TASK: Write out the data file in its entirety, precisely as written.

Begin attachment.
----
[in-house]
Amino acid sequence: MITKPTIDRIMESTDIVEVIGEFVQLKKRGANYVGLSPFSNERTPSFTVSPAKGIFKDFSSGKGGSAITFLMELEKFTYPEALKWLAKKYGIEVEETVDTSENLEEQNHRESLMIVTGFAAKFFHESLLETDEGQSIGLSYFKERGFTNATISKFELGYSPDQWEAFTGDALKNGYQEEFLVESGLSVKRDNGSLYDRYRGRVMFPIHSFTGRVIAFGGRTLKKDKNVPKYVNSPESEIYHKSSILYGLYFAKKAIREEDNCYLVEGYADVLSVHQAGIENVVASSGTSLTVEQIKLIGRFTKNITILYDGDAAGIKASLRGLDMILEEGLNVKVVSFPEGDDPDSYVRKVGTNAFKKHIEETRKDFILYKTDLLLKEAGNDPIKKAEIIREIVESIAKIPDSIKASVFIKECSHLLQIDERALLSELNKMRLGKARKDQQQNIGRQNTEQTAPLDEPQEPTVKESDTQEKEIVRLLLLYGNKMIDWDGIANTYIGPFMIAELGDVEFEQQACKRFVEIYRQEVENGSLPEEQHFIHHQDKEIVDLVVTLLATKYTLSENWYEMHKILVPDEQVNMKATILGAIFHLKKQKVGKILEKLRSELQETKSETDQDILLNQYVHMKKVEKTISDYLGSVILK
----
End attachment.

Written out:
[in-house]
Amino acid sequence: MITKPTIDRIMESTDIVEVIGEFVQLKKRGANYVGLSPFSNERTPSFTVSPAKGIFKDFSSGKGGSAITFLMELEKFTYPEALKWLAKKYGIEVEETVDTSENLEEQNHRESLMIVTGFAAKFFHESLLETDEGQSIGLSYFKERGFTNATISKFELGYSPDQWEAFTGDALKNGYQEEFLVESGLSVKRDNGSLYDRYRGRVMFPIHSFTGRVIAFGGRTLKKDKNVPKYVNSPESEIYHKSSILYGLYFAKKAIREEDNCYLVEGYADVLSVHQAGIENVVASSGTSLTVEQIKLIGRFTKNITILYDGDAAGIKASLRGLDMILEEGLNVKVVSFPEGDDPDSYVRKVGTNAFKKHIEETRKDFILYKTDLLLKEAGNDPIKKAEIIREIVESIAKIPDSIKASVFIKECSHLLQIDERALLSELNKMRLGKARKDQQQNIGRQNTEQTAPLDEPQEPTVKESDTQEKEIVRLLLLYGNKMIDWDGIANTYIGPFMIAELGDVEFEQQACKRFVEIYRQEVENGSLPEEQHFIHHQDKEIVDLVVTLLATKYTLSENWYEMHKILVPDEQVNMKATILGAIFHLKKQKVGKILEKLRSELQETKSETDQDILLNQYVHMKKVEKTISDYLGSVILK